We might have thought that after the ant and roof fiasco, that re-finishing the laundry room would be easy. Yesterday, RJH had the day off, and I suggested that it would be nice if our laundry room looked less like the world's smallest horror film set, what with its half-torn-off wood panelling. Also, what with the complete lack of insulation and the partial lack of walls, it has been a very crowded and ugly sauna. RJH suggested one day wasn't enough time, but then he tackled the job anyway. It was quite astounding how much debris could come from a room that small.
We got the walls striped, debris cleared, and started filling cracks with the crack-filling foam and installing new installation. We made a trip to the hardware store to get casters for moving appliances, to roll the washer-dryer away from the wall. This is when disaster struck. RJH wanted to loosen the hose to the washer (after closing the valve of course), but he barely touched the pipe when the fitting came off altogether, spewing water everywhere, so he hollered for help.
Now, I am not one to panic; if you have a medical, electrical, mechanical disaster or need some serious problem-solving help, I am a good person to have around. I worked as a life guard as a teenager, and have all sorts of practical skills, and can fix many things. However, I know nothing whatsoever about plumbing. RJH told me to get towels and turn off the water to the house. I protested that I did not know how, or where to find any valves. He said it had to be somewhere and I must go look. I ran down to the basement in what, I must confess, was a panic. I could see the water was dripping into the cold room. I followed the pipe, but they went behind a wall. I had no idea what to do or where to find the valve. There was some yelling and a lot of running around like a chicken with her head chopped off, up and down stairs and all around the basement. Minouette decided this was the best game E-VER and followed me everywhere I went. I opened the furnace room door. Oh boy, thought Minouette, a new room! "Get out! Stop following me! I can't find any valves!" I turned off the valve on the hot water heater, on the basis that, well, it was a valve. I opened the other door to the furnace room, with Minouette in pursuit. I ran back upstairs. "I can't do it. I can't find it. I looked everywhere!" "Did you follow the pipe?" "Yes, they go behind the wall. I give up. You look." After some persuasion, we switched rolls, and I took the Little Dutch Boy roll, attempting to hold the fixture back onto the copper pipe for the washing machine. RJH went downstairs and found the valve for the entire house; in my defence, it was on the ceiling, behind a bulkhead, in a corner positioned so I needed to lean over a trunk and crane my neck to even see it. So, he turned off the water to the house and went to the hardware store, armed with photographic evidence of our latest laundry room fiasco.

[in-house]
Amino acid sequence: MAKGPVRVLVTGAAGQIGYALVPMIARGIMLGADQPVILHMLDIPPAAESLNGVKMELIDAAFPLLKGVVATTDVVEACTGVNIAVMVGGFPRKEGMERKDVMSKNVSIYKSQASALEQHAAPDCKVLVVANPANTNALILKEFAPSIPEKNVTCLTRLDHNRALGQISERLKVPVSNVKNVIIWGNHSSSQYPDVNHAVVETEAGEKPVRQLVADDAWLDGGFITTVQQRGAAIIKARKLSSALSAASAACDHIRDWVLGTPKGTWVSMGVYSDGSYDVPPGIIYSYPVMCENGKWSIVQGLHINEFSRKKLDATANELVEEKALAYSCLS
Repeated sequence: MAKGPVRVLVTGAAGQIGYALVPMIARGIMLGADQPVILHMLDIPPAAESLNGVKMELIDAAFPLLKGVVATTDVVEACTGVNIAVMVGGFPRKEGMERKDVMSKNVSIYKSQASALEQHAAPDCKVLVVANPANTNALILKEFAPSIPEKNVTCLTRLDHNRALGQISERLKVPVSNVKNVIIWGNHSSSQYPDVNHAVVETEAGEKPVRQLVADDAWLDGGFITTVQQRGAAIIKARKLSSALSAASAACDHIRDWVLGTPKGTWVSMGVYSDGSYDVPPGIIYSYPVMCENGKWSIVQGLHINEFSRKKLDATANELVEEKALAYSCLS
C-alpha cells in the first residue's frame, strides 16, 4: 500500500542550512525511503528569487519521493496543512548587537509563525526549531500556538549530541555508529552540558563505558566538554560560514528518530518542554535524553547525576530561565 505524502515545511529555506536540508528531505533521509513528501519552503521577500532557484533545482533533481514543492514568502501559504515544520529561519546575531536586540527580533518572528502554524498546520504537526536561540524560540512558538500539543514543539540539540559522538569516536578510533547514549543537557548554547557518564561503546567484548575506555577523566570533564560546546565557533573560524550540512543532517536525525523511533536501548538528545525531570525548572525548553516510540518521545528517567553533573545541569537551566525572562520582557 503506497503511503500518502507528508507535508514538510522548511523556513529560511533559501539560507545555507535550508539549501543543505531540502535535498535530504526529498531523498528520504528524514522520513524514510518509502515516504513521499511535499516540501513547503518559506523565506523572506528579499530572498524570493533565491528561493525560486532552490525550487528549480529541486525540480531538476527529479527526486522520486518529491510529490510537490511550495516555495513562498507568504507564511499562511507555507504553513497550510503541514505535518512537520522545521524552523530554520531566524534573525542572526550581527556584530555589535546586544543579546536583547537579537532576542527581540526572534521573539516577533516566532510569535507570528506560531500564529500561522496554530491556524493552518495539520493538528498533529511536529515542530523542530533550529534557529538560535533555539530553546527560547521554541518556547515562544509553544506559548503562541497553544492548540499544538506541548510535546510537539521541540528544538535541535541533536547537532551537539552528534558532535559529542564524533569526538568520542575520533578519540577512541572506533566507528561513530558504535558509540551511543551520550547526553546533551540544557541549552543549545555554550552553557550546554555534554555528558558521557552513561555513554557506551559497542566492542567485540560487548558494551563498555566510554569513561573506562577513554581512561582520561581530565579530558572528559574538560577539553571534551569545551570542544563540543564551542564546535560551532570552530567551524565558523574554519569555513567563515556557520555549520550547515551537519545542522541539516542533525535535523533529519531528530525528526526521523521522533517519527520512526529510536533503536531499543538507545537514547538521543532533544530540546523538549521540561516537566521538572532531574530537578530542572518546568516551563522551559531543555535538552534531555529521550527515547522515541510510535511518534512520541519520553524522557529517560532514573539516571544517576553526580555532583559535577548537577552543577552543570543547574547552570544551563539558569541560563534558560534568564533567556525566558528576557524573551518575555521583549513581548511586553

I stayed home, mopping up the water in the laundry room (and wet saw dust, and other debris) and cold room. I made the mistake of trying to remove the spray foam from the door. It had not dried and stuck to my hands. It's the sort of material which will stay on my fingers until I grow new skin, and it picked up all dirty and cemented it firmly onto me. He returned with a new fitting. Apparently whomever had plumbed the laundry machine previously had the compressor ring on upside down. They explained how RJH could fix this, without having to solder a new fitting in place. So, the next few hours were spent attempting to affix this fitting and test that it was water tight. It was a lot of running up and downstairs again, opening and closing the valve, debating whether the water was really on or off (as water remains in the pipes, even if the valve is closed, so it's not immediately obvious), spewing water everywhere, repeatedly, and wetting all the towels in the house. People became cross; cat remained excited. By 7:30 pm, I was starving and exhausted. I was reduced to eating corn chips with my chopsticks, since my hands were filthy and I could not use the water.** After a final trip to the hardware store, RJH was finally able to install a fixture which was in fact water tight! He promptly did a load of laundry, and we made dinner at 9:30 pm, before snuggling up on the couch in exhaustion.